Dear Internet, Ted Bundy is Not Hot

Urheber*in: Bellinon Lizenz (CC):

The Internet is an innovation we all have come to love. It is a source of education, entertainment, and pure joy. But for every bright side, there is always a dark one. From the spreading of hatred and false information to the glorification of terrible people, we can explore the dark crevices of the internet and its impact on today’s youth. 

One of the most popular current obsessions of the web is the romanticization of serial killers and murderers. Astonishingly, this trend is nothing new. Previously in the ’70s cults flocks of fans of serial killers like Ted Bundy would write love letters and have them be delivered to their jail cell. As reported by Crimeviral the fans in question claimed that a “charismatic and handsome” man like Ted Bundy would never hurt a fly because he doesn’t look like that type of person. Moreover, social media now has opened up new possibilities and given „fans“ a bigger platform to voice their opinion. 

After releasing the documentary Conversations with a Killer: The Ted Bundy Tapes Netflix had to ask viewers to stop calling Ted Bundy hot. The documentary presented gathered footage and recorded audio of Ted Bundy while he remained on death row. 

The movie Extremely Wicked, Shockingly Evil and Vile starring Zac Efron didn’t help the situation either. By choosing an objectively attractive man as the actor for the serial killer, Netflix achieved to do the fans justice once again. The portrayal of the past teen heart-throb being a serial killer made the viewers even more confident in their fondness for these people. Professionals diagnosed this concept as “Hybristophilia”. Take this as an example: society teaches some women to “fix” their partners, which is called being a fixer. These people want to provide love and affection for the ones incapable of loving them. Their goal is something along the lines of being the only woman the man learns to love. Which is a result of fixing their partner’s problems and changing their beliefs through affection. 

If Bundy is old news to you, the show YOU on Netflix must be something you’ve heard of recently. It is known that the beloved show, just a few months after airing, already got a second season. While that is a good thing on the outside, we must address what the show is about. The main protagonist, Joe Goldberg, saves Beck, the love interest, and immediately becomes obsessed with her. As a result, he is ready to eliminate every problem crossing his way to become her partner. His alleged „love“ becomes so deep, that he kills and tortures people to achieve his goal. While a psychological thriller isn’t anything horrendous, the fans’ reactions sure are. Teen girls have been obsessing over Joe to an extent that even the actor felt obligated to explain that his character’s personality and savior complex is not attractive. He needed to remind his fans that being fond of a serial killer is unhealthy.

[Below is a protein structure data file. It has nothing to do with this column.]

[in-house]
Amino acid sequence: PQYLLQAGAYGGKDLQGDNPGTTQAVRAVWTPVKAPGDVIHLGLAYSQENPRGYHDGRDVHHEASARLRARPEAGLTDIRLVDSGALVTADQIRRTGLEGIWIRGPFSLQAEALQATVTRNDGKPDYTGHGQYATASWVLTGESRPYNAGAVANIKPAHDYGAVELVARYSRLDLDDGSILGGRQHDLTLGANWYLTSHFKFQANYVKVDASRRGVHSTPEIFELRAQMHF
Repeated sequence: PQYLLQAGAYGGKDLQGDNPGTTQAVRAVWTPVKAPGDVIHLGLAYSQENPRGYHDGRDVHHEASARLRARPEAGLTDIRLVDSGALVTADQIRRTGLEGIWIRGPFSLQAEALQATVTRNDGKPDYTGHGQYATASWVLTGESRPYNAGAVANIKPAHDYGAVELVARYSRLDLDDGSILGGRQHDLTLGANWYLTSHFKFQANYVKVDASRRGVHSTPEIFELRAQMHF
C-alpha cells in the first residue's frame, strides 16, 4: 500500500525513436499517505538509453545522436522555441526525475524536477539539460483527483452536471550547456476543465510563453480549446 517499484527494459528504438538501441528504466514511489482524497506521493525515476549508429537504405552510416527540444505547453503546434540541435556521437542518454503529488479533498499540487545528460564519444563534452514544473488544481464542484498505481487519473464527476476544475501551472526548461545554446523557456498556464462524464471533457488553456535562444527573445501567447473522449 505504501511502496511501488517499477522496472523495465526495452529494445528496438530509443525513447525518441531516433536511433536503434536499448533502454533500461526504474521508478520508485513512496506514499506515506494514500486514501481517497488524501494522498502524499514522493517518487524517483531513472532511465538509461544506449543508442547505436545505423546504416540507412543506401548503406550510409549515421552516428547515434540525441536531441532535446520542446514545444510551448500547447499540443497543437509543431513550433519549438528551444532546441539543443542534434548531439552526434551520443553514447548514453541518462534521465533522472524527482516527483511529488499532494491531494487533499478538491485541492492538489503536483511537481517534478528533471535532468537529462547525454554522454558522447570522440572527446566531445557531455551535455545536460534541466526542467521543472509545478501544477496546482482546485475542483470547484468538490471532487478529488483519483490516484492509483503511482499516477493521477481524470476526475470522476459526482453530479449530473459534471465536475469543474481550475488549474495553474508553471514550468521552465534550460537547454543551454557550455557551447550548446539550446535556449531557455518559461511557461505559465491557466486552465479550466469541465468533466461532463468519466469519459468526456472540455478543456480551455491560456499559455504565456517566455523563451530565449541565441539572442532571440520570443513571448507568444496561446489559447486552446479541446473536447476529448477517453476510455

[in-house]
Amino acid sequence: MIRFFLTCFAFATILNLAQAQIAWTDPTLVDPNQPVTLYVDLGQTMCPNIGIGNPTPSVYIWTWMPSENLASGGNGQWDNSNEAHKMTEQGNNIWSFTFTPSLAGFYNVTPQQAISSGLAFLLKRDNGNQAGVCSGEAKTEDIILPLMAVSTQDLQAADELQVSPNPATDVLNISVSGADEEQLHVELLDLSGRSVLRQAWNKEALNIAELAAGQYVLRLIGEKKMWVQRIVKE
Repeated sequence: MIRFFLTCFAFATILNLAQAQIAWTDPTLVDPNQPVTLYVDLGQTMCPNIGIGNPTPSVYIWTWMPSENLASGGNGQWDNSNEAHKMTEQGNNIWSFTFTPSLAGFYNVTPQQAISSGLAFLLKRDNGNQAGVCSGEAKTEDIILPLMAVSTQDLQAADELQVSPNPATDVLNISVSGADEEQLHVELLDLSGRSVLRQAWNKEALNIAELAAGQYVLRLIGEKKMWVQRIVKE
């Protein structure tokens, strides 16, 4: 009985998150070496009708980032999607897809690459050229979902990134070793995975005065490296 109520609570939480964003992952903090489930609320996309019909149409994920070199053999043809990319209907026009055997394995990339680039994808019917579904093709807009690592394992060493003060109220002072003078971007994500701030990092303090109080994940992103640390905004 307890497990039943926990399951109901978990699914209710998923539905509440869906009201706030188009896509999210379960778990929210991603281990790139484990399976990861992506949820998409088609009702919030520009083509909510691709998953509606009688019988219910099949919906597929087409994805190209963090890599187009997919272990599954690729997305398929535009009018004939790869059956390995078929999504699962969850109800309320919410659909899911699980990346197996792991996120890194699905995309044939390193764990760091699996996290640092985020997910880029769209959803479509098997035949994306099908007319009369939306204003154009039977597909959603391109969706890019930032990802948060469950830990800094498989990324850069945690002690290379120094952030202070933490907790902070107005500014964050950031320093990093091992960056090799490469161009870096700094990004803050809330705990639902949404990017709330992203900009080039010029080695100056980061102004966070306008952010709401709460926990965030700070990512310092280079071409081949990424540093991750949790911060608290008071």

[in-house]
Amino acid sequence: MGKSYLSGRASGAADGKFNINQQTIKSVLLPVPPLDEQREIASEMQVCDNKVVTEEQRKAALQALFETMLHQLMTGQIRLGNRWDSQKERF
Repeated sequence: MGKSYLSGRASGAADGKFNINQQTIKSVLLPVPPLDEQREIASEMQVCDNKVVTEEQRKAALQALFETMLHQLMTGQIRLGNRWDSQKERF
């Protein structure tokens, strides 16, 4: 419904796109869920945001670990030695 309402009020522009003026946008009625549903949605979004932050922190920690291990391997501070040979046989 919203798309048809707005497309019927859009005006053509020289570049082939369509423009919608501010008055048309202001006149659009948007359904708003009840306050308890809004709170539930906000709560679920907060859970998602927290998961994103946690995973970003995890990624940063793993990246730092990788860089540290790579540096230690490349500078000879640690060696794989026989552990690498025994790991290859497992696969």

By glamorizing serial killers, we allow these types of behaviors and personality traits to be normalized thus making some less likely to treat these disorders. If you or someone you know has been displaying concerning thoughts or behaviors, seeking help should be a priority. 

Sadly we focus so much on the killers, we forget to be reminiscent of the victims. The women that lost their lives deserve better and should be mentioned and remembered. Ted Bundy got his attention and Joe his next season, while women like Beck are mostly forgotten about.

In memory of:

Lynda Ann Healy

Donna Gail Manson

Susan Elaine Rancourt

Roberta Kathleen Parks

Brenda Carol Ball

Georgann Hawkins

Janice Anne Ott

Denise Marie Naslund

Nancy Wilcox

Melissa Anne Smith

Laura Ann Aime

Debra Jean Kent

Caryn Eileen Campbell

Julie Cunningham

Denise Lynn Oliverson

Melanie Cooley

Lynette Culver

Shelley Robertson

Lisa Levy

Margaret Bowman

Kimberly Leach